Cover image for The life of Richard Strauss
The life of Richard Strauss
Gilliam, Bryan Randolph.
Personal Author:
Publication Information:
Cambridge, UK ; New York, NY, USA : Cambridge University Press, 1999.
Physical Description:
viii, 201 pages : illustrations ; 23 cm.
Personal Subject:

Format :


Call Number
Material Type
Home Location
Item Holds
ML410.S93 G53 1999 Adult Non-Fiction Non-Fiction Area
ML410.S93 G53 1999 Adult Non-Fiction Central Closed Stacks-Non circulating

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Richard Strauss' successful conducting and composing career spanned one of the most fascinating stretches of modern German history, from oil lamps to atomic energy, from a young empire to a divided Germany. This biography covers Strauss' early musical development, his emergence as a tone poet in the late nineteenth century, his turn to the stage at the beginning of the twentieth century, the successes and misfires of the post-World War I era, the turbulent 1930s, and the period of the Second World War and its aftermath.

Reviews 1

Choice Review

Like other titles in the "Musical Lives" series (e.g., John Rosselli's The Life of Mozart, CH, Nov'98; Roger Nichols's The Life of Debussy, CH, Oct'98), this work focuses almost entirely on the life and era of the composer. Strauss lived through particularly turbulent times in German history. He saw an empire come and go, survived two world wars, witnessed the rise and fall of the Weimar Republic, endured the period of National Socialism, and died the year that Germany was officially divided into two separate states. Strauss survived all of this to become, in the author's opinion, the greatest composer of the 20th century. Gilliam (Duke Univ.) documents the effect of the philosophy of Nietzsche on Strauss's thought and how the composer endured the cataclysmic political upheavals that affected his creative life. Written in a lively style and including 18 photographs, six pages of footnotes, and suggestions for further reading, this volume offers undergraduate and general readers a look at a segment of German history from the perspective of one of its greatest composers. W. Ross; University of Virginia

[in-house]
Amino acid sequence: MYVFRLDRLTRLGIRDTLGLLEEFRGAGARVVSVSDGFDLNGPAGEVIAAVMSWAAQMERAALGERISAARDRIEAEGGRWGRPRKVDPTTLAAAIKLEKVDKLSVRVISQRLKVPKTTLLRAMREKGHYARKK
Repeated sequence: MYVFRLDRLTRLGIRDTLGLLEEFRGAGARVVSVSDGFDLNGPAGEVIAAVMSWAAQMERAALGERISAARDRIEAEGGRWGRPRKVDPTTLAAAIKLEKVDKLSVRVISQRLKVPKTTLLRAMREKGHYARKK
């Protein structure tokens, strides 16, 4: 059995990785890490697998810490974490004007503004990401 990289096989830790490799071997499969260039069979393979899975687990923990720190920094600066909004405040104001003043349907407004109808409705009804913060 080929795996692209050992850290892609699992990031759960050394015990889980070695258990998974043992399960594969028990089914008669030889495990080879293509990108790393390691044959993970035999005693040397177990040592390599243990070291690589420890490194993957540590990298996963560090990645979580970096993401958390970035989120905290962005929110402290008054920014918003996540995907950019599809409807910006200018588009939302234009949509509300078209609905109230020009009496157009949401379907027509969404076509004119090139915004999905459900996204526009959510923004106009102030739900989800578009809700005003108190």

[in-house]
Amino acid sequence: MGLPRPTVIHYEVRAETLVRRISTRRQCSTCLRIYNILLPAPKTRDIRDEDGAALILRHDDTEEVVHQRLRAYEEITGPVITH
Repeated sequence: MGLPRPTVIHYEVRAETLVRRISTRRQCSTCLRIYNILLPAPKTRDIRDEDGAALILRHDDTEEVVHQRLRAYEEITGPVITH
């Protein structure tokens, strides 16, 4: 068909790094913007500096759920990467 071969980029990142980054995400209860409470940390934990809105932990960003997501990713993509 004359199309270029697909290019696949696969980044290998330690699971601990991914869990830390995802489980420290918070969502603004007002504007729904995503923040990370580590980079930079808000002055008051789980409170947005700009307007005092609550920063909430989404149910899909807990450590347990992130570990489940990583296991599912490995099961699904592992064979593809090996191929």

Table of Contents

1 Musical development and early career
2 æOnward and away to ever-new victoriesÆ: StraussÆs emergence as a tone poet
3 The rise of an opera composer
4 Between two empires: Strauss in the 1920s
5 After Hofmannsthal: personal and political crises
6 æNow the day has made me tiredÆ: the War and its aftermath